FEMA continues to solicit input from stakeholders on their NFIP reform effort and related policy alternatives. Comments can be submitted through Friday, December 31, to the NFIP Reform Working Group here.

Notable @UpperMiss Twitter Postings for the Week: 

In the States -
Floodplains, Dams and Navigation -
Agriculture -
  • New USDA rule on Wildlife Habitat Incentive Prog adds priority for wildlife habitat restoration & enhancement
  • Newswise: Seeds of Gulf Dead Zones Are Draining from U.S. Farms
  • North Country PR: Are farmers hurting the Gulf of Mexico more than BP?
  • Bipartisan group of Senators calls for end to tariff on ethanol imports & subsidies to ethanol blenders
  • Biipartisan group House reps urge Ag Comm Chair Peterson & Ranking Member Lucas to move on farm bill in 2011
  • U.S. farm supports would be cut 10 % under proposal made Wednesday by presidential panel on balancing budget
  • BREAKING: Obama's fiscal commission fails to adopt sweeping plan for managing federal budget deficit
  • Expiring ethanol tax credits extension could hitch a ride on possible omnibus appropriations package 
  • Commodity & land prices spiking in recent weeks in Iowa spark talk of an agricultural bubble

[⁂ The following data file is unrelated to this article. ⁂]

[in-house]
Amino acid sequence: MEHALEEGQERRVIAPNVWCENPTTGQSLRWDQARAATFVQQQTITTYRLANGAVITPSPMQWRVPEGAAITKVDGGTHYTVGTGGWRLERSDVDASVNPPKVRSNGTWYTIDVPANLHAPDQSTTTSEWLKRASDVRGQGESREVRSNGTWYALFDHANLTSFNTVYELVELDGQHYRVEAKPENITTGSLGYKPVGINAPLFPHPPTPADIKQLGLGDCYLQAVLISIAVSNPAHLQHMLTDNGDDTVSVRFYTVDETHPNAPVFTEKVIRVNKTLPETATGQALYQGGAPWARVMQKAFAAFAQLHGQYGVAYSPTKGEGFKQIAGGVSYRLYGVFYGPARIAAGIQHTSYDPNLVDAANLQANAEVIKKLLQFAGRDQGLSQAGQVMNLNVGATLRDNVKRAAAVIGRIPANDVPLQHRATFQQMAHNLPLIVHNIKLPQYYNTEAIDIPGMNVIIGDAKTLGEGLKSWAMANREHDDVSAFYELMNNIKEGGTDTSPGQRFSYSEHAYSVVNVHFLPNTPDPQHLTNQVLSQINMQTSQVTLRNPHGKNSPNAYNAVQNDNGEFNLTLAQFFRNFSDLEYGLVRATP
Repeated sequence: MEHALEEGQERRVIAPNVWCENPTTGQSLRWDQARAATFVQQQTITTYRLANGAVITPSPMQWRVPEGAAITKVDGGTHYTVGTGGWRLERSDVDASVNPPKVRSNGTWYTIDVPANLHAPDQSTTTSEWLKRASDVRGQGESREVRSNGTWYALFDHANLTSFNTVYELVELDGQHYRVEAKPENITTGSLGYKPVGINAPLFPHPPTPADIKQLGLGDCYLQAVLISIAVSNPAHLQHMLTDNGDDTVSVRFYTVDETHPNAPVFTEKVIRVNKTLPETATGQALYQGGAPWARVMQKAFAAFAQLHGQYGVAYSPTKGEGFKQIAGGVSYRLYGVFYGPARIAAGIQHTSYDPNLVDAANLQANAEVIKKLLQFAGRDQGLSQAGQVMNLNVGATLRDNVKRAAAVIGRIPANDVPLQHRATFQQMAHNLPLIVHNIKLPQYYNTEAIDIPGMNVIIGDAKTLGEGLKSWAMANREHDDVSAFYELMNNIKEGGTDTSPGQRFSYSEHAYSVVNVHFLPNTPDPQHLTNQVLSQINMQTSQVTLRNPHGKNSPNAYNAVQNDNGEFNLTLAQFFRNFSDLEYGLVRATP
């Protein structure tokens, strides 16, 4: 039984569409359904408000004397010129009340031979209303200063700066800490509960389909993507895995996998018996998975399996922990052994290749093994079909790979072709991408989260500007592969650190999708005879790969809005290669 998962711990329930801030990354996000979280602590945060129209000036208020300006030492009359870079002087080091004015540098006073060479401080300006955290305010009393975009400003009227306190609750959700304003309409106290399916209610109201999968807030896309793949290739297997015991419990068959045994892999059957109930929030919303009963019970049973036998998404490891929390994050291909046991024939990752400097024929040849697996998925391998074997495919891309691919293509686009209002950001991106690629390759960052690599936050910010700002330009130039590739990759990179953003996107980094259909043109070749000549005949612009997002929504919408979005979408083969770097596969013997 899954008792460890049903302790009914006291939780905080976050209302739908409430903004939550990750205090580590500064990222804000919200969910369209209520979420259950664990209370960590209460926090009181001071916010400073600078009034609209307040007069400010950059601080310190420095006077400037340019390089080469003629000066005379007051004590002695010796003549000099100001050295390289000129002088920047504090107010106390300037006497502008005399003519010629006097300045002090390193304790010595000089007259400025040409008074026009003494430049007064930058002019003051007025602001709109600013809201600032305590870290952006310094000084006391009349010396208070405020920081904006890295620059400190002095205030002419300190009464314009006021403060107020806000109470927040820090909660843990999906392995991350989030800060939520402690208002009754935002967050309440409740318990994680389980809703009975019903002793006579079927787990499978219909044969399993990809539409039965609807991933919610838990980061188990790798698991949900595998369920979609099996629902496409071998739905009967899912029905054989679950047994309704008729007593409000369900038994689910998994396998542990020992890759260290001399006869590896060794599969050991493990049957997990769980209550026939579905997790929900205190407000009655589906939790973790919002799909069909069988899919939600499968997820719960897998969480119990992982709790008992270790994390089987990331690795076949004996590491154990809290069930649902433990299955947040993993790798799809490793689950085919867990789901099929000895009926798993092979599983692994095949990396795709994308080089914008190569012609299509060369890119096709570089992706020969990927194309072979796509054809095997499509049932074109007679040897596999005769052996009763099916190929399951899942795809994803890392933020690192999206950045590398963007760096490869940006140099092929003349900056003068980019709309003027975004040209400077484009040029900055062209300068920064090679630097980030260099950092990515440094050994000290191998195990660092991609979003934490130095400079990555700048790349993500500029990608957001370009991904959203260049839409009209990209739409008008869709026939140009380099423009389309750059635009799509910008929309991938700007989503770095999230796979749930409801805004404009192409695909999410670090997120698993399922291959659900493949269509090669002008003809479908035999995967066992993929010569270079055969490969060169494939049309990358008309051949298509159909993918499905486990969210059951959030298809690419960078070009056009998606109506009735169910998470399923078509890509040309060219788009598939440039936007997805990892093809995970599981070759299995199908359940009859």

Wastewater and Stormwater-
  • Only 1/3 of utilities dealing with combined sewer overflows recover mitigation costs through user fees
Events -
  • EPA Webcast December 9: "Designing LID to Work: Lessons Learned from North Carolina"
  • AZ State U to host Resilience 2011: international conference on dynamics of social-ecological systems March 11-16, 2011
  • International Conference on modeling of urban water systems, Feb 24-25 2011, Toronto ON
  • "Troubled Waters" documentary on Mississippi River showing Dec 7 in St. Peter, MN
Biodiversity, Wildlife and Invasives -
Other news-
  • NASA: World's lakes getting hotter, more than the air
  • Latest issue of EDF's Delta Dispatches with news on coastal Louisiana restoration is now available online
  • Duke University study finds elevated coal ash threat to groundwater
  • Clean Water America Alliance releases national dialogue summary report : "Managing One Water"
  • Job opening: Research Associate II-Outreach Coordinator, U of TN Knoxville. Dept of Forestry, Wildlife & Fisheries
Political scene -
  • Oklahoma Republican James Inhofe vows to block natural resources/great waters omnibus bill
  • Last-minute water, lands, wildlife bill a "Frankenstein omnibus"- Rep. Hastings (R-WA)
  • New Republican rules would prohibit new increase in spending unless fully offset by equal cut in current spending
  • Senator Richard G. Lugar (R-IN) defying his party on an earmark ban 
  • Senate on Tuesday voted against a tea party-backed proposal to ban earmarks 
  • RT @MinnesotaNews: Dayton campaign says lead nearly 9,000 in MN Governor's recount 
  • GOP prepared to invoke congressional review over EPA rules